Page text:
- Me and the Wii: Chris Hecker shares his experience in talking with press. A cautionary tale.
- Burning Home: A short story by Tim Maly, who curated the 50 posts about cyborgs project.
- Moving up the stack: On our changing priorities regarding technology with growing age. I like the term “grown-up computing”.
- Developers don’t rush to new platforms: Marco Arment on the fallacy that if you build a platform, the developers will come automatically.
- The Mac App Store isn’t for today’s Mac developers: Marco Arment thinks that the Mac App Store will lead to a huge influx of new Developers to the Mac. I wouldn’t find that surprising at all.
- The Escapist on the Philosophy of Game Design, in four parts: one, two, three, four.
- Book review: Form+Code: Regine Debatty reviews Form+Code, a book about creative coding in design, architecture and art.
- The Problem With Microsoft’s New Way To Play Video Games: A critical look at controller-less gaming.
- How Wii and Kinect Hack Into Your Emotions: Wired on the emotional qualities of embodied interaction.
- Cataclysm coming…: The Shattering has already changed the face of Azeroth forever, and the Cataclysm is about to come in a few days. Tom Chatfield explores the significance and implications of Cataclysm for WoW players, Blizzard and the games industry for Boing Boing.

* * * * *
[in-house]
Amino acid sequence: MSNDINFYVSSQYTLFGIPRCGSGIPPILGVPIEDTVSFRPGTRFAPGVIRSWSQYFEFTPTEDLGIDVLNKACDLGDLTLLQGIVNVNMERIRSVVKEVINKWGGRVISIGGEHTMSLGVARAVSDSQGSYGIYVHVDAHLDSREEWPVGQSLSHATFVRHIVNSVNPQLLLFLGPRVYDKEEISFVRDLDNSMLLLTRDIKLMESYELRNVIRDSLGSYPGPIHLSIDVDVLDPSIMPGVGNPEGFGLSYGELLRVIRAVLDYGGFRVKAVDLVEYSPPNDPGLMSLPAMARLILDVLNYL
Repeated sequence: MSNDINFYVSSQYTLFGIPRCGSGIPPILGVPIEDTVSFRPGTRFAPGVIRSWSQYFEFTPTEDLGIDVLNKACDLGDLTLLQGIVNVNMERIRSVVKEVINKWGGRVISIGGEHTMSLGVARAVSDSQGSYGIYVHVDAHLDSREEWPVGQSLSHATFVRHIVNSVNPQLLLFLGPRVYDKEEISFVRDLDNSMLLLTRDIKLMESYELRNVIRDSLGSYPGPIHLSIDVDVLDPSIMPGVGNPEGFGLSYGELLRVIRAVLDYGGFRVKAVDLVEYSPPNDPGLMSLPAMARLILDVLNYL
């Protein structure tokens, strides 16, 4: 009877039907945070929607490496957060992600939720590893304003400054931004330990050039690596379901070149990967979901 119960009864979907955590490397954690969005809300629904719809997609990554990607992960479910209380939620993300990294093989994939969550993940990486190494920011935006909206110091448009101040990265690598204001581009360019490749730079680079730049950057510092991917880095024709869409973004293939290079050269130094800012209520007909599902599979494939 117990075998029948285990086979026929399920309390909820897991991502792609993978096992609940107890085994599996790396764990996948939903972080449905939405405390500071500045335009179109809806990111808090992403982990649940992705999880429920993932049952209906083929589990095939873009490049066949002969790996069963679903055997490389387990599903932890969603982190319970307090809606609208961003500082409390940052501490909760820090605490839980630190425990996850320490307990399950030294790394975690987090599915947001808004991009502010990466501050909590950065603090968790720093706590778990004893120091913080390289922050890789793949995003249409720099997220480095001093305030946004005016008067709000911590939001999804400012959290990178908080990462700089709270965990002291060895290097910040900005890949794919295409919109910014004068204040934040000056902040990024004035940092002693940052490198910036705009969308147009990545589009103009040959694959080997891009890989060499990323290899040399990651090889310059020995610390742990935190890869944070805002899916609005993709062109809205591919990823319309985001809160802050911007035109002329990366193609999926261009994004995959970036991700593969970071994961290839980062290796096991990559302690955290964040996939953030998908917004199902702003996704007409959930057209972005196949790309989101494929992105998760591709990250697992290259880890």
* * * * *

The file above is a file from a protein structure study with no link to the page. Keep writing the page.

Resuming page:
- Why Don’t We Finish More Video Games? I’m terrible at finishing video games and always have been. Right now i’m forcing myself to finish all the Xbox 360 games i bought last year before i allow myself to buy any new ones…
In case you aren’t busy enough already: Give Me Something To Read Best of 2010, a collection of great long form articles.
I’m reading William Gibson’s latest novel Zero History and it’s a great book. I had just finished reading Spook Country prior to picking up Zero History (i didn’t enjoy that one as much as Zero History, or Pattern Recognition for that matter), and many protagonists from Spook Country return in Gibson’s latest novel, so they feel familiar. I had also read tons of commentary, reviews and interviews with the author before picking up Zero History, which makes for interesting reading, because i’ve been familiar with its themes and general plot way before turning the first page. Reading it now feels like filling in the missing pieces. Having read all the commentary beforehand makes the book seem almost mundane in certain parts, and i don’t mean to denigrate with that because i’m still enjoying it tremendously.